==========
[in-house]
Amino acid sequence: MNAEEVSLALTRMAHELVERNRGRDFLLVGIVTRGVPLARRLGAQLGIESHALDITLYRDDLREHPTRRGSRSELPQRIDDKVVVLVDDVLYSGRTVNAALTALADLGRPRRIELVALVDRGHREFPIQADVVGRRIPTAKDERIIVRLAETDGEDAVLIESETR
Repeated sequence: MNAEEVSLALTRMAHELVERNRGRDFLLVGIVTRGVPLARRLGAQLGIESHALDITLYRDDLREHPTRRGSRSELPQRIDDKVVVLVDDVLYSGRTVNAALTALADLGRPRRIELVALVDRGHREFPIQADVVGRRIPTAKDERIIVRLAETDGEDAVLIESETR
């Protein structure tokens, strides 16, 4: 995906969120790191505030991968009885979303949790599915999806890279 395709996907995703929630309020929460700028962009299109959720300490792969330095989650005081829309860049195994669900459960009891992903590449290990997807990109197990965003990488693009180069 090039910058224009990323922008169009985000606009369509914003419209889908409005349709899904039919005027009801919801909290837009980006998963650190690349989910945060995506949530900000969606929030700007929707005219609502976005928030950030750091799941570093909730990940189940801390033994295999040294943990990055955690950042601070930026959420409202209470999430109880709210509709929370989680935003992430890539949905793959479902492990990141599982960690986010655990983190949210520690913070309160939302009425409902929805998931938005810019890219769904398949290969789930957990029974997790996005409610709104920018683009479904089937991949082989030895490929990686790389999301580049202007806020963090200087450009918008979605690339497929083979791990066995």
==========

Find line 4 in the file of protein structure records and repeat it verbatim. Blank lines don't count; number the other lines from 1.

């Protein structure tokens, strides 16, 4: 995906969120790191505030991968009885979303949790599915999806890279 395709996907995703929630309020929460700028962009299109959720300490792969330095989650005081829309860049195994669900459960009891992903590449290990997807990109197990965003990488693009180069 090039910058224009990323922008169009985000606009369509914003419209889908409005349709899904039919005027009801919801909290837009980006998963650190690349989910945060995506949530900000969606929030700007929707005219609502976005928030950030750091799941570093909730990940189940801390033994295999040294943990990055955690950042601070930026959420409202209470999430109880709210509709929370989680935003992430890539949905793959479902492990990141599982960690986010655990983190949210520690913070309160939302009425409902929805998931938005810019890219769904398949290969789930957990029974997790996005409610709104920018683009479904089937991949082989030895490929990686790389999301580049202007806020963090200087450009918008979605690339497929083979791990066995």